FROM 1-13. Across the Equator &1st circumnavigation

May 09, 2005 - 0445hrs UTC

Sitrep: 0445hrs 09 May 2005 UTC Map Ref 208

The Examiner has jumped back into the bus shelter. We’re down to the #5 and 3 reefs in 30+ knots and a rising sea, still nursing the rig. Probably not necessary but I’d hate it to fall down this close to home. Or, put another way, if it’s going to fall down, the closer to home the better. A bit violent, rolling and pitching, tough on the bum and other pointy bits and I think we’ve got about 600 miles of it to get through. Definitely not in the brochure for the trip. Back to Patience, Persistence Perseverance and Titan Uranus.

Another milestone today – I was able to pull in a weather fax from Northwood in the UK, showing western europe and the north east Atlantic, but not down as far as here. Really getting close.

We’ve been reminded – by Fenwick, of course – of that other well known Australian Consultant, the good Pastor Flagon, who surely has a place in medical history for soothing the nerves of desperate yachties when all recognized forms of alcohol have been depleted, His Yachtmasters book titled DT’s and the Desperate has often played it’s part in the marine emergency with no landfall in sight.

Sadly, we are unable to undergo his Ministration as we forgot to invite him but maybe he’s waiting for us in Falmouth.

More phosphorescent strobes in the wake again this evening. It’s as if all the dinos in a cubic foot of water go off at once making an intense green flash. Must be caused by some kind of fish – cant think of any other explanation. Perhaps flying fish taking off and landing.

Tori – I think you’re right about Slarty – fun looking for his signature on Cape Horn. See if you can spot it in the photos. And we know all about Gordon and the Boat Incident. Silly person.

From Malcom C and Phil Y

Here is the good oil on the black patch near the Southern Cross. It is actually called the Coal Sack and is well known. It is a region where foreground dust obscures the stars behind it. It is dark matter but not dark matter in the sense that astronomers talk about dark matter.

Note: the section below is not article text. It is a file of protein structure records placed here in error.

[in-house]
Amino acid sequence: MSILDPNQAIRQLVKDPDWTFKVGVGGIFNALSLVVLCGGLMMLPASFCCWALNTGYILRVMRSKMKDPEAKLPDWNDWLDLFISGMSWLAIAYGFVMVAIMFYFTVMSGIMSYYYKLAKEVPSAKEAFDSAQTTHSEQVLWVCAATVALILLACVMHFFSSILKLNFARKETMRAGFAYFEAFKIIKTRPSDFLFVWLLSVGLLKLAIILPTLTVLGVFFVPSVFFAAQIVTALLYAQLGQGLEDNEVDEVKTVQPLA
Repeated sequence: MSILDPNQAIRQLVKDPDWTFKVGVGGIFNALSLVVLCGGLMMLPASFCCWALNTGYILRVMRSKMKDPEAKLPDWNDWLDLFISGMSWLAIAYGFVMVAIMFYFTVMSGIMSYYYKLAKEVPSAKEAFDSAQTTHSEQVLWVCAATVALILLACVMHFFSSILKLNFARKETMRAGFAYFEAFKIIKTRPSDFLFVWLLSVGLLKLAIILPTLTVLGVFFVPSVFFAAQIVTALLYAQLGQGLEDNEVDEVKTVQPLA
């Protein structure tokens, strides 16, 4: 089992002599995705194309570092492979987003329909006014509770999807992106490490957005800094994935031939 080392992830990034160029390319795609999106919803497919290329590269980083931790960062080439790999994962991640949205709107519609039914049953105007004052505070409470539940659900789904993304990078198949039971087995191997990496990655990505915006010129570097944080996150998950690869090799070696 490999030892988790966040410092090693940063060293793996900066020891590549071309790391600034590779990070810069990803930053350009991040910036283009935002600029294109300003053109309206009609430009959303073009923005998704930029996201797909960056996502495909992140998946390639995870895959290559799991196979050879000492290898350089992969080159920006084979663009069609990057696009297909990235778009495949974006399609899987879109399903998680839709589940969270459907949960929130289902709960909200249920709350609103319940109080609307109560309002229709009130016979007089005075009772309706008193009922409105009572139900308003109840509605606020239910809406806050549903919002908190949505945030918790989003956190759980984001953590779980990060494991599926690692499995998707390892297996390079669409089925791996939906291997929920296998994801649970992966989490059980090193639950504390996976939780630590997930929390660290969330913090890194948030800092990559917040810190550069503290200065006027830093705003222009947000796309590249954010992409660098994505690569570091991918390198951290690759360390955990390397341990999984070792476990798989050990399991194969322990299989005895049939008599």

Dark Matter, as astronomers know it, is non-luminous material between the stars in a galaxy that outweighs all stars in a galaxy by a factor of 10 times.

There are other patches of dust throughout the Milky Way but their total mass is small, small even compared to the total mass of the stars alone. There are other famous patches of dust. The most famous is the one in Orion that causes the so-called Horsehead Nebula. You should be able to see that soon.

Another intrepid navigator, Ferdinand Magellan, in an idle moment on the quarter deck, discovered the Magellanic Clouds a few hundred years ago.

I guess Peter Crozier (cross bearer) is already partly immortalised in the name of the Southern Cross. Alex, keep looking at the skies you may yet see an unnamed comet, asteroid, or super nova that someone might name after you. If its an asteroid and it begins to fill your field of vision, duck.

Many thanks to Phil Y for the facts.

Malcom – thanks for directing the big guns at my very unscientific questions – can you see the dark patch from Sydney or is there too much ambient light? If Phil replies, could you ask him if it’s ok to post his answer? Malcolm takes all the addresses and other guff off our webmail so I don’t have his address. And a Kiwi in the Smithsonian – bastards are everywhere these days.

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